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ANTHONY PATRICK v. COMMONWEALTH PENNSYLVANIA (10/07/87)

COMMONWEALTH COURT OF PENNSYLVANIA


decided: October 7, 1987.

ANTHONY PATRICK, PETITIONER
v.
COMMONWEALTH OF PENNSYLVANIA, PENNSYLVANIA BOARD OF PROBATION AND PAROLE, RESPONDENT

Appeal from the Order of the Pennsylvania Board of Probation and Parole, in case of Anthony Patrick, dated September 14, 1987.

COUNSEL

Francis M. Walsh, Assistant Public Defender, for petitioner.

Arthur R. Thomas, Assistant Chief Counsel, with him, Robert A. Greevy, Chief Counsel, for respondent.

Judges Craig and Palladino, and Senior Judge Barbieri, sitting as a panel of three. Opinion by Senior Judge Barbieri. Dissenting Opinion by Judge Palladino.

Author: Barbieri

[ 110 Pa. Commw. Page 122]

In this parole revocation appeal, Anthony Patrick, petitioner, appeals here an order of the Pennsylvania Board of Probation and Parole (Board) denying him administrative relief from a Board parole revocation order. That revocation order recommitted him as a technical and a convicted parole violator to serve eighteen months on backtime effective March 14, 1986. We shall affirm.

[ 110 Pa. Commw. Page 123]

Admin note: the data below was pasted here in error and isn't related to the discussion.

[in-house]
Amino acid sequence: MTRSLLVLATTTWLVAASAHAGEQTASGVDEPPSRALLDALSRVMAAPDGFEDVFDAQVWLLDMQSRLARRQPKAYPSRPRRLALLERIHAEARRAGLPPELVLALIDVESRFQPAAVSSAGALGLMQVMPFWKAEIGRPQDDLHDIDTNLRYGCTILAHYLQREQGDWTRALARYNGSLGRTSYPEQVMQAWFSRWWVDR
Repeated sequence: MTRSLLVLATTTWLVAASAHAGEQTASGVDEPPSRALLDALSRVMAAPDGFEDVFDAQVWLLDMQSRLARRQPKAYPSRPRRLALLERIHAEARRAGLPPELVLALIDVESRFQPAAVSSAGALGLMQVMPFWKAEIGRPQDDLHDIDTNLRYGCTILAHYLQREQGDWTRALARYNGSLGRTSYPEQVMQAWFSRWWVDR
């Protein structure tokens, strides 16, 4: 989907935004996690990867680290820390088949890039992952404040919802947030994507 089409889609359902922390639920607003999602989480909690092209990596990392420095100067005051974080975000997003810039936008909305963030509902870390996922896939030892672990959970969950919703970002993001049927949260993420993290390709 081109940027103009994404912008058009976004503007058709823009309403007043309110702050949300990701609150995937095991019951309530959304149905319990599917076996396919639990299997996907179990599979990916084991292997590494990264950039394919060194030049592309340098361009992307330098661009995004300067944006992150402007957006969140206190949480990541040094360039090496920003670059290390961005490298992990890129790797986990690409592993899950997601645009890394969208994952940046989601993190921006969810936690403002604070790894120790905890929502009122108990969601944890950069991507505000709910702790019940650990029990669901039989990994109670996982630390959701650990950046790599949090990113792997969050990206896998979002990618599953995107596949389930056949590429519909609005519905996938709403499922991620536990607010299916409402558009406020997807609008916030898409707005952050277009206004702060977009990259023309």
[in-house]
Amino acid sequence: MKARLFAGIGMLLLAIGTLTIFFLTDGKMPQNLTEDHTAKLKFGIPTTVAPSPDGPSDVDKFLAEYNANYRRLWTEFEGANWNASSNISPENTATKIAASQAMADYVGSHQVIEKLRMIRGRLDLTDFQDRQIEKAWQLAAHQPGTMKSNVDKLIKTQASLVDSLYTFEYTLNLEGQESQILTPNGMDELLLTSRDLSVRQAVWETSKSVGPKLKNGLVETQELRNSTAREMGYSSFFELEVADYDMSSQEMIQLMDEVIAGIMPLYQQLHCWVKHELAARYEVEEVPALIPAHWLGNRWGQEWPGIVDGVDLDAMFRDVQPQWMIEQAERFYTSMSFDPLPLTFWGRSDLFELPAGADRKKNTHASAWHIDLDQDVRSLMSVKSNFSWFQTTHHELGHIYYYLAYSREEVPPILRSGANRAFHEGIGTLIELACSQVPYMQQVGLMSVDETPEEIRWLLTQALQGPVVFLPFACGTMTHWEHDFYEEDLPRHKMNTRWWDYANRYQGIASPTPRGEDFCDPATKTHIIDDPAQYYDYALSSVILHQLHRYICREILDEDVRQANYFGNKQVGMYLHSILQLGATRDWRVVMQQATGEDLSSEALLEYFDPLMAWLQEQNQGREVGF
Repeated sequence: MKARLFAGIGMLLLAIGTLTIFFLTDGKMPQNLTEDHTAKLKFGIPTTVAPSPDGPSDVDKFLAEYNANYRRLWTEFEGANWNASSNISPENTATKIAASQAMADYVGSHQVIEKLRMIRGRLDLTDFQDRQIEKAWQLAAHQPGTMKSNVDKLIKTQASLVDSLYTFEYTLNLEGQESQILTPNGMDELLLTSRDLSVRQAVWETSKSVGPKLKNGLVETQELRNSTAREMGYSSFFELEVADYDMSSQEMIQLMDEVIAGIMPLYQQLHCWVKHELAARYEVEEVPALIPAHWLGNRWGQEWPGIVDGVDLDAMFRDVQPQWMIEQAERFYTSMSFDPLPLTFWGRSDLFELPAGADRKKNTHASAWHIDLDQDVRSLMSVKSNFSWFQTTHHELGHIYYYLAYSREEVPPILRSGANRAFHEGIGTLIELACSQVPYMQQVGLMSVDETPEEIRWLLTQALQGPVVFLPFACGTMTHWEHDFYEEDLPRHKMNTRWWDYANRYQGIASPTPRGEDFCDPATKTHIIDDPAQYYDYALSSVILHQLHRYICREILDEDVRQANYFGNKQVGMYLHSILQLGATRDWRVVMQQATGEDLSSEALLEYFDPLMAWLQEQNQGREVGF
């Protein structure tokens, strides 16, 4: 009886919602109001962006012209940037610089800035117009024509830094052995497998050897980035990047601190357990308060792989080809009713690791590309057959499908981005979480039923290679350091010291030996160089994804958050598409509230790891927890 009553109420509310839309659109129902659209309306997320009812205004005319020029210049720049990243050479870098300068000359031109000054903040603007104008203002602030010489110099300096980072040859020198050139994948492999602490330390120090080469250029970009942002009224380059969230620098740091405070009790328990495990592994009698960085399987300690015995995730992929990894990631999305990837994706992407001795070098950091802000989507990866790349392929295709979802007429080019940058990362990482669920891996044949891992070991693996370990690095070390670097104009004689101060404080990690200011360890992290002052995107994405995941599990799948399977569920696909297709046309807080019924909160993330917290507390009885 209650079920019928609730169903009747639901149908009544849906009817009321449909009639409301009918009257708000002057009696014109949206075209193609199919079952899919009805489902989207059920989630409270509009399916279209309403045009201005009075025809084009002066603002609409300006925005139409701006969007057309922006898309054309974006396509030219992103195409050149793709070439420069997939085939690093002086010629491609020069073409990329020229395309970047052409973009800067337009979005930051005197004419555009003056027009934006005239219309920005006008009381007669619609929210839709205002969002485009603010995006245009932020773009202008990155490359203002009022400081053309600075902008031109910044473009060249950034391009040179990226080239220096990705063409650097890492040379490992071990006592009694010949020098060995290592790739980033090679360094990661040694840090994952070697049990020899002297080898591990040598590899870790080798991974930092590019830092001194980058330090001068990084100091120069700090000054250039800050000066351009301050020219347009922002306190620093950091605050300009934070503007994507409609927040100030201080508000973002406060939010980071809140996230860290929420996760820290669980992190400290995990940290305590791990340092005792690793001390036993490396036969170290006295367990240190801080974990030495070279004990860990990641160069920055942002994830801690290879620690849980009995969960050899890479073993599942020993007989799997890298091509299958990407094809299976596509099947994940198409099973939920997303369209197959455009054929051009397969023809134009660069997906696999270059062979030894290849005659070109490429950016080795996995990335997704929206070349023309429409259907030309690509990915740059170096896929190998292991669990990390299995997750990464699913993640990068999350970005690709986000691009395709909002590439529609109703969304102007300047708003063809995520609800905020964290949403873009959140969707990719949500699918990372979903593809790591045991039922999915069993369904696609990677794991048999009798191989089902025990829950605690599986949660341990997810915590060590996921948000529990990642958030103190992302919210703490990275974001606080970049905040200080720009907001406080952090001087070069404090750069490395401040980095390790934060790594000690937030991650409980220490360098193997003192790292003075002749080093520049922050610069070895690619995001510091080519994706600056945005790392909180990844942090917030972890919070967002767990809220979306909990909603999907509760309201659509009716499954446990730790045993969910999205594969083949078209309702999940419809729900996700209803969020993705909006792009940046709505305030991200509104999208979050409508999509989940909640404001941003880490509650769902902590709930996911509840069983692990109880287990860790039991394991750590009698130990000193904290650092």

The pertinent facts are as follows. The Board granted Patrick parole from a sentence of three and one-half to seven years and he was released from custody on August 20, 1984. While on parole, he was arrested by Montgomery County authorities on March 1, 1985, and charged with Violating the Uniform Controlled Substance, Drug, Device, and Cosmetic Act,*fn1 Retail Theft,*fn2 and Escape.*fn3 The Board lodged its warrant and detainer against him on March 21, 1985. There is no assertion that he posted bail on the new charges and Patrick remained imprisoned. On June 13, 1985, he appeared in Montgomery County Common Pleas Court and pleaded guilty to the new charges with sentencing being deferred. After his guilty plea, the Board provided him with a parole Violation/Revocation Hearing. On November 27, 1985, the Board ordered him recommitted to serve eighteen months on backtime as a technical and a convicted parole violator, when available.*fn4 On March 14, 1986, Patrick appeared before the Honorable Horace A. Davenport at which time he was sentenced on the charges to which he pleaded guilty on June 13, 1985. Judge Davenport imposed a sentence of concurrent terms of nine to eighteen months with an effective date of March 1, 1985. At the time of sentencing, Judge Davenport also granted him parole on that sentence retroactive to October 15, 1985. The Board reaffirmed